COLORADO – Spring Creek, which flows through southeastern Colorado Springs, is getting new life with a project. Several city departments are collaborating on restoring and improving an 18-acre stretch of property along the creek.

Planners say the area has become overgrown with invasive trees and trash. The project aims to transform it back to a more natural setting through trash cleanup efforts and the removal of a significant amount of invasive tree species. The area has been taken over by Siberian elm, a non-native tree species, which is attracted to waterways.

“It’s sort of been forgotten in a lot of ways. It’s really been difficult for the city, especially stormwater, to get in and clean the area. It’s been difficult for access,” Stormwater Enterprise Manager Richard Mulledy said.

That’s why the first part of a multi-year project is cleaning up and clearing out what doesn’t belong here. The project runs from Pikes Peak Avenue to Airport Road.

“Removing the invasive species and really opening it back up so our native species can come back. We’re going to replant all the wetland, replant the vegetation and restore the habitat to what it used to be 50 years ago,” said Mulledy.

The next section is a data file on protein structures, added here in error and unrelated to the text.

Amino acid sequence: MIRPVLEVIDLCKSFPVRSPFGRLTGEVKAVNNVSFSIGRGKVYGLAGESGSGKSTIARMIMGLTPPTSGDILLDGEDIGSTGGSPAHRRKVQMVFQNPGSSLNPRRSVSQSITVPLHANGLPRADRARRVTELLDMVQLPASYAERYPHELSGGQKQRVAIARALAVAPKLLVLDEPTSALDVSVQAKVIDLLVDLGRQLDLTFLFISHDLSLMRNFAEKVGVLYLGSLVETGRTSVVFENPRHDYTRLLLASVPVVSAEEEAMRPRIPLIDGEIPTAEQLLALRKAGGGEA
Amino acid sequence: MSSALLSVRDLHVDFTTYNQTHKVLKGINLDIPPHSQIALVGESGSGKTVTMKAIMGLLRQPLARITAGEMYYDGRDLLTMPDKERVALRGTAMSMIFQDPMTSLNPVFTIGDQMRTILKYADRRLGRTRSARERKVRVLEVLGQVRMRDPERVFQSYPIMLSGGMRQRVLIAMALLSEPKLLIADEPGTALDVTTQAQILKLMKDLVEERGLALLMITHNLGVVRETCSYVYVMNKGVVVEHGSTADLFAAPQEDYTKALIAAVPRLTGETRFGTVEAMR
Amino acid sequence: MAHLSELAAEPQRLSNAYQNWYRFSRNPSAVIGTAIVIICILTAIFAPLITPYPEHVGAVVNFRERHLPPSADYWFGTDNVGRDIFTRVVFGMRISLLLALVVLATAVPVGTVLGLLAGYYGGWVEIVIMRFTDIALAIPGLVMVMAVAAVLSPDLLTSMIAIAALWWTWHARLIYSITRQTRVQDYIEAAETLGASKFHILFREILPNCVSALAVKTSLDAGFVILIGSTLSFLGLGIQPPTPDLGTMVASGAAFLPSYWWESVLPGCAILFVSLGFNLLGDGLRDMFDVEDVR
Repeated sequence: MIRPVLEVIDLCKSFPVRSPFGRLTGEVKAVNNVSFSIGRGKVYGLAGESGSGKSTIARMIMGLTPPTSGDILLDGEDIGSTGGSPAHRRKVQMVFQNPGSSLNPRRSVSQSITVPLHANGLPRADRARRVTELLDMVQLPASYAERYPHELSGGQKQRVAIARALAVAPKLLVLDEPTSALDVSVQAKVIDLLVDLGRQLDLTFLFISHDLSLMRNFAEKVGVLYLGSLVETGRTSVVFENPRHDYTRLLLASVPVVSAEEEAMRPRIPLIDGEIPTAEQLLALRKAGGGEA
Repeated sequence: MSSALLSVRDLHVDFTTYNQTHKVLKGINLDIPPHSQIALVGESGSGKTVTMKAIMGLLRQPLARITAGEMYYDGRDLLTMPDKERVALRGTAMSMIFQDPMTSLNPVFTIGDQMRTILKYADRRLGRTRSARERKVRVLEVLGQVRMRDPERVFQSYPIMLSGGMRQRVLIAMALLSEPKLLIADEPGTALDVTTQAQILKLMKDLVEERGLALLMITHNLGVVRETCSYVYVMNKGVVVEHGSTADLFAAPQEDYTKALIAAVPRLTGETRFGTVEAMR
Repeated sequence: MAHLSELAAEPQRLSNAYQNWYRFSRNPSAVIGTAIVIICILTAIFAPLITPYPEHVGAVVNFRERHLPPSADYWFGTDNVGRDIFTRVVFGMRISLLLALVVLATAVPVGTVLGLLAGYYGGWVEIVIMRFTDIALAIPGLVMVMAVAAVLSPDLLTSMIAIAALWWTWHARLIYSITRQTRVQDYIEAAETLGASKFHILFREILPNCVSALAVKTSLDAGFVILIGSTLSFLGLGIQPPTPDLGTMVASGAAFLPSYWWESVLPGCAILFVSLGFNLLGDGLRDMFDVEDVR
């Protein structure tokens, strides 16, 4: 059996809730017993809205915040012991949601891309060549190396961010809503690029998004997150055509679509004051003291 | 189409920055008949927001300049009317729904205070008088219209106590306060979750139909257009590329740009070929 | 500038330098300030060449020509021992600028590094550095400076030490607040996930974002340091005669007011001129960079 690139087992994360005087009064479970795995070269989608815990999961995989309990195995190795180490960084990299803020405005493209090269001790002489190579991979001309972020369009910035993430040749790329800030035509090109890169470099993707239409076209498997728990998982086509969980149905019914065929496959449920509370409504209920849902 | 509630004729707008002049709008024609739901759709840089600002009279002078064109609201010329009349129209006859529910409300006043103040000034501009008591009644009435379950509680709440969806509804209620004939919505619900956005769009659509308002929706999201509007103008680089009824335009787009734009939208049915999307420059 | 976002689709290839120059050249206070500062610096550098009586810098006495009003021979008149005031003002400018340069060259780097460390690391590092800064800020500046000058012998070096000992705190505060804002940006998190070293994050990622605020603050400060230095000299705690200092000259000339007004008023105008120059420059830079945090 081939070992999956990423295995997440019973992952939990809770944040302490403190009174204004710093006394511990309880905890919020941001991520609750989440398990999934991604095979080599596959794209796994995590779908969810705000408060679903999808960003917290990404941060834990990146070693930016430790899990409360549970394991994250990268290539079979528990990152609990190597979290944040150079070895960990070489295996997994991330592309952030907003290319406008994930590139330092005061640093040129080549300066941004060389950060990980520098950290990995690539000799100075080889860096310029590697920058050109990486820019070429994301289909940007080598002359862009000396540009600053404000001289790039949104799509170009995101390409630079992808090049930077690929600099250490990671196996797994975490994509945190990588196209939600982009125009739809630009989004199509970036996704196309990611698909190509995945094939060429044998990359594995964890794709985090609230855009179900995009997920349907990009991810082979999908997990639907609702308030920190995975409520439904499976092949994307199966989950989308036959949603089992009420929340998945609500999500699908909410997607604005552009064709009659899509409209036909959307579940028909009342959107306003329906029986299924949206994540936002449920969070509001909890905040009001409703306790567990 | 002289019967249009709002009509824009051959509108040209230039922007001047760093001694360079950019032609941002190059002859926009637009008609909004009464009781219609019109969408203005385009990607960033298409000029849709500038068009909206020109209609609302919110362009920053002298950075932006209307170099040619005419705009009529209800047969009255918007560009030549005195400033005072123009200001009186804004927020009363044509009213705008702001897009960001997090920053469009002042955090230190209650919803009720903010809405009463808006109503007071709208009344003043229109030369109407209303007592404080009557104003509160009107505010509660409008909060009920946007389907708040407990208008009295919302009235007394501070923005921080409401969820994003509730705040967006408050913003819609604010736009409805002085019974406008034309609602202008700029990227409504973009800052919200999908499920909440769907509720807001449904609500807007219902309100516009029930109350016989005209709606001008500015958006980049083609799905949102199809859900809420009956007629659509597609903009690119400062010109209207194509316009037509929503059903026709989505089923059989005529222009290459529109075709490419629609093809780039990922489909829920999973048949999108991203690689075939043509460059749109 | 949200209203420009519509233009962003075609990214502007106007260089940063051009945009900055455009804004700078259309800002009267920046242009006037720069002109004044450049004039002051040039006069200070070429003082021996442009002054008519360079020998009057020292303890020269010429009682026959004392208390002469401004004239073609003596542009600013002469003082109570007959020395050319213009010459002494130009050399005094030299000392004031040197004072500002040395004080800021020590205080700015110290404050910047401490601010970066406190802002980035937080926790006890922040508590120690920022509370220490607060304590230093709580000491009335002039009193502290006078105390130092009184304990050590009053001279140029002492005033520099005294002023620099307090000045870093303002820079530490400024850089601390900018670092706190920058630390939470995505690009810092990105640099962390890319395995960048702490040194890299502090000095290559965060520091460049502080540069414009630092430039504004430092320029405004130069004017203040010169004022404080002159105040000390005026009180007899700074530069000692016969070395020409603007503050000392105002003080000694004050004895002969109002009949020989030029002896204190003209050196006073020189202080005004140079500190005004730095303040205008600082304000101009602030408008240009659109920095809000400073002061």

City planners said they cleaned up enough trash to fill 14 dump trucks along the 18-acre stretch, clearing around 80 tons of garbage. They said this number will go up as the project stretches on.

“When it’s overgrown like that, it’s one of those sites where it’s a little easier for people to, unfortunately, dump the trash,” Mulledy added.

The project will also slow down stormwater and improve water quality flowing downstream.

“By re-establishing the wetlands, re-establishing the creek in that area, it will give us an opportunity to provide detention. So we can slow the flows from that site. So that will help with flood control headed downstream which is protection of infrastructure. “They’re probably the best thing we have for improving water quality,” said Mulledy.

The wetlands play a huge role in water quality. Wetlands remove nutrients from yard fertilizers that would otherwise flow into the creek, prevent harmful algae blooms and overall improve stormwater quality.

“We can make a beautiful area in the middle of the city where people can walk through and look at native birds. We want it to be an amenity that people want to enjoy it,” Mulledy explained.